River Town Program Option for Fairmont

Assists in developing outdoor recreation as economic-growth tool

Times West Virginian
31 October 2013
By Debra Minor Wilson

FAIRMONT — Imagine towns along the Monongahela River connecting to promote their unique outdoor recreation opportunities. Fairmont has that chance, if it joins Morgantown, Granville and Star City in the West Virginia River Town Program. Begun in Pennsylvania, the River Town Program is based on a cooperative, collaborative approach that builds closer connections between communities and their riverfronts as a significant asset with the potential for attracting visitors, business and economic revival. Dr. Steve Selin, state director and professor of Recreation, Parks and Tourism Resources, Division of Forestry and Natural Resources, gave a PowerPoint presentation on the program to the Marion County Commission at its weekly meeting Wednesday. This program, begun in Pennsylvania, is an asset-based community-development initiative that assists towns along navigable rivers to develop outdoor recreation as an alternative way of economic growth. “It begins here,” said commission President Randy Elliott, referring to Marion County as the birthplace of the Mon, at the confluence of the Tygart and West Fork rivers. With the cost underwritten by the Claude Worthington Benedum Foundation, there is no cost to the program, “other than the interest and willingness to ... work together,” Selin said. The program began in Pennsylvania as a regional economic-development program geared to building a stronger connection between the river and its communities by promoting the river as a recreational and economical asset. Fairmont “is a good fit” with the regional program, he said. The goal is to attract visitors, assist new business opportunities, and take advantage of the Mon as an economic and outdoor recreation asset. Nearby Point Marion is among the five original River Town Mon River communities in Pennsylvania.

The program does not create new plans, he said. “We take existing plans and see how we can move them forward. We figure out where you are in terms of riverfront development and how we can work together.” After the community is assessed, action teams form and identify short-, mid- and long-term projects. The program unifies towns along the Mon to enhance their riverfront properties to attract visitors and make their communities more livable. Improving public access, enhancing visitor safety, growing riverside businesses, supporting public art and entertainment, and diversifying active outdoor recreation opportunities are shared goals driving this resurgence. Selin said the program is working with the Upper Mon River Association in support of keeping the locks open between Fairmont and Morgantown. “This is a significant issue,” he said. But by working together, rather than one by one, River Towns have a better chance of influencing the Army Corps of Engineers into keeping the locks open, he noted. Elliott liked this aspect. “I understand the loss of industrial traffic that used the locks,” he said, “but we can replace that with a lot of people in Bass Master Classics, maybe a tournament every week.” The next step is for the commission to decide if it wants to hook up with the program, Elliott said. “The next step is for us to look at all it has to offer, to see if we want to join forces with them to help us plan and promote,” he said. He said once that’s done, the program needs to be put on the commission’s agenda for a vote. “It brings positive exposure in the outlying areas that we are developing our riverfront,” Elliott said. “When riverfront people come through this way, they’ll know we have (development), stop and enjoy what we’re putting together. “This can only help us attract more people to Fairmont and Marion County.” The commission will meet in regular session at 10 a.m. Wednesday, Nov. 6, in Room 403, J. Harper Meredith Building, Fairmont.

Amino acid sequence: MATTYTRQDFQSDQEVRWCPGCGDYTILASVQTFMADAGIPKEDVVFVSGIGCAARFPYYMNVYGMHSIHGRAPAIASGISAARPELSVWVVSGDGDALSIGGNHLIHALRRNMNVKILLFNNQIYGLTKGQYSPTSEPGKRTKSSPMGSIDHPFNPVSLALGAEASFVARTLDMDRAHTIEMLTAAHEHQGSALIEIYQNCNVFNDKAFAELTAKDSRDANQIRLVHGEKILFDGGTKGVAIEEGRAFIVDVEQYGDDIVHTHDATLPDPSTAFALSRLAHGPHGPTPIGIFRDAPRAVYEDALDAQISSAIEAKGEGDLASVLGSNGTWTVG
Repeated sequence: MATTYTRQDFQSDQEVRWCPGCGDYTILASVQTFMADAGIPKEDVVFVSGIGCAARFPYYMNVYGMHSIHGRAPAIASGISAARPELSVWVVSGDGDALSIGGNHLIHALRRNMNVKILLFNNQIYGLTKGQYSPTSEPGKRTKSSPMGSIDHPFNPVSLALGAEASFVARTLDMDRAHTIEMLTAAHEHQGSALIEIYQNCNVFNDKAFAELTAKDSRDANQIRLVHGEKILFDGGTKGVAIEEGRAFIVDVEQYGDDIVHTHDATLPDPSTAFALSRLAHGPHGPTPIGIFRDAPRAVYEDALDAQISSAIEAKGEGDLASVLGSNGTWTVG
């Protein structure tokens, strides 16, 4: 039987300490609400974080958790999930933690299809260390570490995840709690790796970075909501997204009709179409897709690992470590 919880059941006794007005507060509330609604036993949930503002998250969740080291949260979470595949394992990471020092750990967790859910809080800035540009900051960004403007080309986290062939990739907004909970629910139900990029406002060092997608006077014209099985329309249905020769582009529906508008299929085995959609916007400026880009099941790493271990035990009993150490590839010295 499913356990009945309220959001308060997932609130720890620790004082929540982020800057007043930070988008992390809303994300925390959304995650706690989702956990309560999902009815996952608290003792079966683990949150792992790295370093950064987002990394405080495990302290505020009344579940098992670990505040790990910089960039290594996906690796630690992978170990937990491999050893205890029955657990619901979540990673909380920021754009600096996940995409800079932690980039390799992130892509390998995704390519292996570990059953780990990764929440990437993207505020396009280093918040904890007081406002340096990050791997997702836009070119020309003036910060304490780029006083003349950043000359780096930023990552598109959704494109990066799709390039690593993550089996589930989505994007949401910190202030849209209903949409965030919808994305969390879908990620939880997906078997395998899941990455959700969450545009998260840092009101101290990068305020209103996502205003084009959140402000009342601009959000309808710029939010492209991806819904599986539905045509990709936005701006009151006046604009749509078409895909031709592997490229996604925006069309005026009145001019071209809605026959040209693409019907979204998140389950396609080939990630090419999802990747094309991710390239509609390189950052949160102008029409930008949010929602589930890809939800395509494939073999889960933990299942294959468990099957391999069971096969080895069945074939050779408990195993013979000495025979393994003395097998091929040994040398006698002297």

Email Debra Minor Wilson at dwilson@timeswv.com.